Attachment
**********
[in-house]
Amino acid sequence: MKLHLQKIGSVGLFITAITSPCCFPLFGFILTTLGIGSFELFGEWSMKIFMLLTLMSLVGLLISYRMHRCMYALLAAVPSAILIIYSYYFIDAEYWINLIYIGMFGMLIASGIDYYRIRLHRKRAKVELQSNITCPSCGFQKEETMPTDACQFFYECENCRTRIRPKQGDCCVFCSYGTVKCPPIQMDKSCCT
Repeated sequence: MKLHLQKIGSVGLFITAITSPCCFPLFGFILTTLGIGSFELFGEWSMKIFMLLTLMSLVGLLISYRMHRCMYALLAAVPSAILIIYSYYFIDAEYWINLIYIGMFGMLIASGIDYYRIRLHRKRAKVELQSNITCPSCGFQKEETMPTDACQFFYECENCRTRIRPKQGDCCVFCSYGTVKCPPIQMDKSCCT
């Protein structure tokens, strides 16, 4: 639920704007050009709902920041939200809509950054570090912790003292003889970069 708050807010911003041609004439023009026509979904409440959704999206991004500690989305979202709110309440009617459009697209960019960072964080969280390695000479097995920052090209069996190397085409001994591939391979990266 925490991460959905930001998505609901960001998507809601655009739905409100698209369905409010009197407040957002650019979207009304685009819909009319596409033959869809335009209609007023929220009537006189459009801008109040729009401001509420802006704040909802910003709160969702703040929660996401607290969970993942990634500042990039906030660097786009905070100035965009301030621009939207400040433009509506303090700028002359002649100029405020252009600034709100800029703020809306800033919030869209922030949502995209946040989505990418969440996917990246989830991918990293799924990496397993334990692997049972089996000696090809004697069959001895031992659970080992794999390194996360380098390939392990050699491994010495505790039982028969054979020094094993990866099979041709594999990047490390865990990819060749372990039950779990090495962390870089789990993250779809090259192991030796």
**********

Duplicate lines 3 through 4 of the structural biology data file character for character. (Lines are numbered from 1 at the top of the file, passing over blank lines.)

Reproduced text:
Repeated sequence: MKLHLQKIGSVGLFITAITSPCCFPLFGFILTTLGIGSFELFGEWSMKIFMLLTLMSLVGLLISYRMHRCMYALLAAVPSAILIIYSYYFIDAEYWINLIYIGMFGMLIASGIDYYRIRLHRKRAKVELQSNITCPSCGFQKEETMPTDACQFFYECENCRTRIRPKQGDCCVFCSYGTVKCPPIQMDKSCCT
């Protein structure tokens, strides 16, 4: 639920704007050009709902920041939200809509950054570090912790003292003889970069 708050807010911003041609004439023009026509979904409440959704999206991004500690989305979202709110309440009617459009697209960019960072964080969280390695000479097995920052090209069996190397085409001994591939391979990266 925490991460959905930001998505609901960001998507809601655009739905409100698209369905409010009197407040957002650019979207009304685009819909009319596409033959869809335009209609007023929220009537006189459009801008109040729009401001509420802006704040909802910003709160969702703040929660996401607290969970993942990634500042990039906030660097786009905070100035965009301030621009939207400040433009509506303090700028002359002649100029405020252009600034709100800029703020809306800033919030869209922030949502995209946040989505990418969440996917990246989830991918990293799924990496397993334990692997049972089996000696090809004697069959001895031992659970080992794999390194996360380098390939392990050699491994010495505790039982028969054979020094094993990866099979041709594999990047490390865990990819060749372990039950779990090495962390870089789990993250779809090259192991030796």